The resulting castles still dominate the skyline. Brooding and austere, they occupy strategic positions and make a fascinating day out where the kids’ imaginations can run free. Popular castles to visit include Castelnaud and Beynac which famously faced each other across the river during the Hundred Years War, one French, one English. Also elegant Milandes, long associated with the colourful Josephine Baker, and others like Feyrac.

The fortified hilltop villages, or bastides, are quite magical. One of the most iconic is Domme, whose far reaching views from the ramparts over the majestic river Dordogne below are quite indescribable and certainly among the finest in France.

The 13th century bastide of Monpazier is delightful. Enter via fortified gateways and stroll beneath covered arches surrounding the elegant main square, pausing for refreshment in one of the pleasant cafés.


The medieval town of Sarlat is not only itself one of the jewels in the crown of the Dordogne but it is also wonderfully well-placed for exploring the area’s pre-history, ancient villages and pastoral countryside. The mellow stone buildings are beautifully preserved – so much so that if the cobbled streets and alleys seem familiar, it’s probably because you’ve seen them before in one of many historical films made here, including a version of Les Misérables.

The Saturday market is widely held up as one of France’s best and choosing a restaurant can be a serious challenge – all look very tempting and generally prices are reasonable for excellent fare. Tough local competition ensures prices are kept keen and value high.


The valley of the Vézère is the cradle of man’s past and teems with prehistoric treasures from 17,000 years ago. Les Eyzies is the world centre and the famed cave paintings at Lascaux were discovered by boys in 1940, quickly becoming a sensation before it was realised that visitors were damaging the very thing they came to marvel at. An incredibly intricate replica was created at Lascaux II and a Lascaux 4 offers an even more immersive experience.


Some of the world’s most famous vineyards are located around Bordeaux and St Emilion. The most famous are from the renowned estates of the Médoc with wine communes like Pomerol, Margaux, Graves, St Julien and St Estèphe and Sauternes enjoying stellar status. Many, but certainly not all, allow visits to their cellars and wine tastings. Bergerac, among others, offers excellent wines at affordable prices.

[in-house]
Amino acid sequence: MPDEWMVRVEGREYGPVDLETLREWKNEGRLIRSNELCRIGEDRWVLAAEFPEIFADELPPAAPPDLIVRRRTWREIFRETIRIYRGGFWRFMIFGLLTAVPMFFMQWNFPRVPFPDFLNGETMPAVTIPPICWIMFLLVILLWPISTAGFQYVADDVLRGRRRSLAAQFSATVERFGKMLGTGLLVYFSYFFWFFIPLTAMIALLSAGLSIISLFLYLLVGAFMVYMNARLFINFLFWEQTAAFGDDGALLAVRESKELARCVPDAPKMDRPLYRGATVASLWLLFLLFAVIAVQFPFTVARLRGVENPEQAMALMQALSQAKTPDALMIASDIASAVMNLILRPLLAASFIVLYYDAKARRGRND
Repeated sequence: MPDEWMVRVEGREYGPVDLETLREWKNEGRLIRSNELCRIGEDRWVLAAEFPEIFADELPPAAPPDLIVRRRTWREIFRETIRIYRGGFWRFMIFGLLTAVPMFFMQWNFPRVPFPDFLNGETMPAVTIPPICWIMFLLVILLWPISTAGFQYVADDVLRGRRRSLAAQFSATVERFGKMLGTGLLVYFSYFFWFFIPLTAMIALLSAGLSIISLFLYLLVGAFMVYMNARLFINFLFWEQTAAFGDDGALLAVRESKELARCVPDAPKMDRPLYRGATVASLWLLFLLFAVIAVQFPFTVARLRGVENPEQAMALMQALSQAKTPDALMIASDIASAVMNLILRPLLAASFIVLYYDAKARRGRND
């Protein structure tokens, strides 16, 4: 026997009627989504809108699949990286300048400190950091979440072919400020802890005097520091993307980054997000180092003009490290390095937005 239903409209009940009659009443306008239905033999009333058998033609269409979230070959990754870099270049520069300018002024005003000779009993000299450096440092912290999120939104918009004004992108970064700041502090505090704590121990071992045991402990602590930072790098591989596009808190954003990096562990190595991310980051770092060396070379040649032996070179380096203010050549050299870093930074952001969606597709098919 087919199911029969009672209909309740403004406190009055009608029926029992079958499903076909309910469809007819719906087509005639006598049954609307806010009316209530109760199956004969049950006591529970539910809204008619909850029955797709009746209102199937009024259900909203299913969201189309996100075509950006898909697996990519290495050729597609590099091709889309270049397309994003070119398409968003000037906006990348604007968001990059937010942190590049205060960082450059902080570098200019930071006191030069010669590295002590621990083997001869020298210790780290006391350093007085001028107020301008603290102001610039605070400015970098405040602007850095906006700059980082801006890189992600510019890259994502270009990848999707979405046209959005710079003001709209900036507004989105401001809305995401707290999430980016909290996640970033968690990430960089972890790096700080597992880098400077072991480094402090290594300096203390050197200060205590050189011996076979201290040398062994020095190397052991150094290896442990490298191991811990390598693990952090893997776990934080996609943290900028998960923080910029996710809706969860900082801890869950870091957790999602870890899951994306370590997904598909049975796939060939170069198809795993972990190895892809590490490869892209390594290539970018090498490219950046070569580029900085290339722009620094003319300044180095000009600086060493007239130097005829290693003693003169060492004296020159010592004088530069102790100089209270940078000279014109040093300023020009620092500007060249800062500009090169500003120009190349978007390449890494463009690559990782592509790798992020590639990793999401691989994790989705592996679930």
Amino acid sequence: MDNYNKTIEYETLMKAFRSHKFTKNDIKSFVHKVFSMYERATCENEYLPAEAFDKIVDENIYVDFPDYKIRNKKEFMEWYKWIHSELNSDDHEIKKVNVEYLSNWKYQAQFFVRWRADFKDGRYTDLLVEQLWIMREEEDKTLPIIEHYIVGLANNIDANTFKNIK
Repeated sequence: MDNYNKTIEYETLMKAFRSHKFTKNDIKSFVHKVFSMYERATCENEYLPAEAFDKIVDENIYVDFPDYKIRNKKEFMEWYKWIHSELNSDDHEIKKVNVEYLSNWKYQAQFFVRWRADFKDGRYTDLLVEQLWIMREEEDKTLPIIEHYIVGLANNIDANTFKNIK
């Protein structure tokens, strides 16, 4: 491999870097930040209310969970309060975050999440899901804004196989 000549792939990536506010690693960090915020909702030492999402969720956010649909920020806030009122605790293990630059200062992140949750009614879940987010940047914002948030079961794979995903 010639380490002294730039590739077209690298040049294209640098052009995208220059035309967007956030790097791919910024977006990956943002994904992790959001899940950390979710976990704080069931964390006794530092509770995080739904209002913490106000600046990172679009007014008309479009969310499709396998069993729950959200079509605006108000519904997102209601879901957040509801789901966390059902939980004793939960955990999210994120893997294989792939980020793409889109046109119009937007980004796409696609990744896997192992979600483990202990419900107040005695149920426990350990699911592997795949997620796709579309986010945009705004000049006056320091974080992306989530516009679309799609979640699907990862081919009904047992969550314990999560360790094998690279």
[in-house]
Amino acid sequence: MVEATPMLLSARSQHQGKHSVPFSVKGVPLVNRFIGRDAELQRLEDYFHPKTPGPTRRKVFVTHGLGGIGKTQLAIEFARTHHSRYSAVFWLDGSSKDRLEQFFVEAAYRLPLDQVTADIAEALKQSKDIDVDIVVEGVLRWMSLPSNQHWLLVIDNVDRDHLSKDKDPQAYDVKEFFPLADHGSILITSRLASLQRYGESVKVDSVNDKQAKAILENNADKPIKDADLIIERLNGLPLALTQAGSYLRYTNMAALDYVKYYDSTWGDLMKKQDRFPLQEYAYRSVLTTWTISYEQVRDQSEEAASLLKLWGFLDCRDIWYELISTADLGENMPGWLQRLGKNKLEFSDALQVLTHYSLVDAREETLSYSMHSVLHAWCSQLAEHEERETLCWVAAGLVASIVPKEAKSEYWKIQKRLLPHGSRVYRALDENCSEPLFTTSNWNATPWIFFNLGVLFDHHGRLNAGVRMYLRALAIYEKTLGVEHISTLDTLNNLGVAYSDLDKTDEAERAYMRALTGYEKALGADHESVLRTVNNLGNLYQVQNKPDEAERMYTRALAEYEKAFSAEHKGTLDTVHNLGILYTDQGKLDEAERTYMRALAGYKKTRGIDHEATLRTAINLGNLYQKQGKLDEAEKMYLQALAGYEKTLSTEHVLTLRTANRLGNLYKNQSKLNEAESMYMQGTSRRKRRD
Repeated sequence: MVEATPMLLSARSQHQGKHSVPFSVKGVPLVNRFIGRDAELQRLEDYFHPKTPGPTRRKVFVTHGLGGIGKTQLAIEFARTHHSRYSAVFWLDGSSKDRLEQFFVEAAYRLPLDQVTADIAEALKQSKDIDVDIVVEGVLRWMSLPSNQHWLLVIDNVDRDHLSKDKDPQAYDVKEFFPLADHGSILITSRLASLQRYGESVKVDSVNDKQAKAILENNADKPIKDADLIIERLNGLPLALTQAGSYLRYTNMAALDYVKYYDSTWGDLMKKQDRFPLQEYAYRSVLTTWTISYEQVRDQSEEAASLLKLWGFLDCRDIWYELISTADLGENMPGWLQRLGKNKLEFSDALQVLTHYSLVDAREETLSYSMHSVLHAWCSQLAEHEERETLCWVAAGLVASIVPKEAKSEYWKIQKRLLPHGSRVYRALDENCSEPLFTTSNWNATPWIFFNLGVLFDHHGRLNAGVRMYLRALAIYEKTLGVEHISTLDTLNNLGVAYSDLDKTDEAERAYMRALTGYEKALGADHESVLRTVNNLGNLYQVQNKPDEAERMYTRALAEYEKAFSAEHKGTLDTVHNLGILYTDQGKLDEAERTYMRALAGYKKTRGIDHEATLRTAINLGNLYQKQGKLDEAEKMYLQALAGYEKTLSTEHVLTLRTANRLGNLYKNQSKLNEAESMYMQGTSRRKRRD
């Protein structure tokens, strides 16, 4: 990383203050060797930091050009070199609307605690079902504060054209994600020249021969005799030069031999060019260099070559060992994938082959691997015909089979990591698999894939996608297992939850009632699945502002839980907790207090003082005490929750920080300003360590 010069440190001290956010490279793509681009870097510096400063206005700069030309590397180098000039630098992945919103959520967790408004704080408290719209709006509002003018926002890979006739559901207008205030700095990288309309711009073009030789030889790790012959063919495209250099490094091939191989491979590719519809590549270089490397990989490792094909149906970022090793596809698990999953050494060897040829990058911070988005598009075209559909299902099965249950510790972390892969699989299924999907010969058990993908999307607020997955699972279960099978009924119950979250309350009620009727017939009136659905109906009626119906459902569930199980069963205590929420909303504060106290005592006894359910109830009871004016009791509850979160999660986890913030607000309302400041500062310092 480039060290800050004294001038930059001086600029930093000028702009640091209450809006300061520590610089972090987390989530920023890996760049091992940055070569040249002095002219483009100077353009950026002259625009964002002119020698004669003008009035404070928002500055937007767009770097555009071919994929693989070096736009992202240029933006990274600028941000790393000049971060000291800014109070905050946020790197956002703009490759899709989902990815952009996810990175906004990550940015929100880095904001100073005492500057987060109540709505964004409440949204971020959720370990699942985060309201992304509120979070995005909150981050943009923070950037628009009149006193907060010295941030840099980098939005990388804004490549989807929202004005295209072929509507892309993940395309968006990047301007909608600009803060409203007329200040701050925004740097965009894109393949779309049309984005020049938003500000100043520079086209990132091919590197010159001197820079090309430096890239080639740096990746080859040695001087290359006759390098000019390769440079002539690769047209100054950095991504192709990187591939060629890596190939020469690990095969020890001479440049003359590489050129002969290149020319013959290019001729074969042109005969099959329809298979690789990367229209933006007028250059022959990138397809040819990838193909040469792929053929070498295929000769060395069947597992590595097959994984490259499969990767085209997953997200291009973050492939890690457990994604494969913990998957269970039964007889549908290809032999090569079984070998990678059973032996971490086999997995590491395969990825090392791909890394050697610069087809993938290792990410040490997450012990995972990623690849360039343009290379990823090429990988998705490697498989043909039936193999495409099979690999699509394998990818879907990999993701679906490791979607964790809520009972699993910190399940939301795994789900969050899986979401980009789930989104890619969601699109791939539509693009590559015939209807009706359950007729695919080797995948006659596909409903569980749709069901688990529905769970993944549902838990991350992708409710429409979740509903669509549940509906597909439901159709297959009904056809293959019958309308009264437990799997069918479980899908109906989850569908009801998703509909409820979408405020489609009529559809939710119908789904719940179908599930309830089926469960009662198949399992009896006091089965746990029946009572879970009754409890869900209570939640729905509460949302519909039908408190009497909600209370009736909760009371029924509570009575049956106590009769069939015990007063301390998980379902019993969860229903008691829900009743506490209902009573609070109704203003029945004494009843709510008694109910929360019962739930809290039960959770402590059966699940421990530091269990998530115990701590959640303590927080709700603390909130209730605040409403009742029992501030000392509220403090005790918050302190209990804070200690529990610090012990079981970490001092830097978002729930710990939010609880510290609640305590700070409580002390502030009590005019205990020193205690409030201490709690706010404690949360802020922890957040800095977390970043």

Cuisine of the Dordogne

The Dordogne is gastronomy central and fantastic delicacies can be found in restaurants as well as markets and on the roadside. This is very much the land of the duck - foie gras is a regional tradition, with confit de canard a ubiquitous and hearty dish and duck fat being used as the cooking medium of choice. Duck breast is on pretty much every menu, and rightly so.

Truffles are a prized delicacy, as well as cep mushrooms. Look out for cheese from Rocamadour, walnuts, strawberries, honey, chestnuts, an incredible array of salads and vegetables. You will not go hungry!

St Emilion

This is a great place for a tour of big name vineyards, perhaps starting with the illustrious Château Ausone whose rock-hewn cellars stretch under the vineyard. The ancient town is gorgeous, perched on a hill with great views of the encircling countryside. Explore the cobbled alleys to discover fine houses, the Château du Roy and the curious Eglise Monolithie, carved out of the hill by 8th century monks.